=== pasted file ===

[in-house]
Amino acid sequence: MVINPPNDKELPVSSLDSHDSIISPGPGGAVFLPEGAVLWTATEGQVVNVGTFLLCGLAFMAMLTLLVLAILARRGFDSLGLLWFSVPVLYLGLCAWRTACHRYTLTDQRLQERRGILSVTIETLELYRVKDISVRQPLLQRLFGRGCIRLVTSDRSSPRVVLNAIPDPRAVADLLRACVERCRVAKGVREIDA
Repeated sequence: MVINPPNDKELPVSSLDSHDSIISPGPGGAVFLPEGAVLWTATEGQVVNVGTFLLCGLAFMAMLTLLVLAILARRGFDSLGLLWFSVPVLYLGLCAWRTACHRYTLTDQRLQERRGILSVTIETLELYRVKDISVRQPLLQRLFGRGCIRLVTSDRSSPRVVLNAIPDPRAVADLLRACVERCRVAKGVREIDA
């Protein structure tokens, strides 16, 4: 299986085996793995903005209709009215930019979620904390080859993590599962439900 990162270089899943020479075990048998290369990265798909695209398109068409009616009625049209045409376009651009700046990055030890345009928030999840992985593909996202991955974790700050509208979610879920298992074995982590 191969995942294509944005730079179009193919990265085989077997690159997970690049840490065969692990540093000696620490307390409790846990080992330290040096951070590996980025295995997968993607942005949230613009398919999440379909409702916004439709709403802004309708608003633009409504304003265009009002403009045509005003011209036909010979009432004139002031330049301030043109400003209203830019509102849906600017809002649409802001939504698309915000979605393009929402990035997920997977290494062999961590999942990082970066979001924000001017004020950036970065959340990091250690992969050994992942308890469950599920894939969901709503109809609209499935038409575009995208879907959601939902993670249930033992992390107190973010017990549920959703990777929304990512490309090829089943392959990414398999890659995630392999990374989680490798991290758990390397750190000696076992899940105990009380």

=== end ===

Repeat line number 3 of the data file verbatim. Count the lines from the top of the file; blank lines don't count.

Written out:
Repeated sequence: MVINPPNDKELPVSSLDSHDSIISPGPGGAVFLPEGAVLWTATEGQVVNVGTFLLCGLAFMAMLTLLVLAILARRGFDSLGLLWFSVPVLYLGLCAWRTACHRYTLTDQRLQERRGILSVTIETLELYRVKDISVRQPLLQRLFGRGCIRLVTSDRSSPRVVLNAIPDPRAVADLLRACVERCRVAKGVREIDA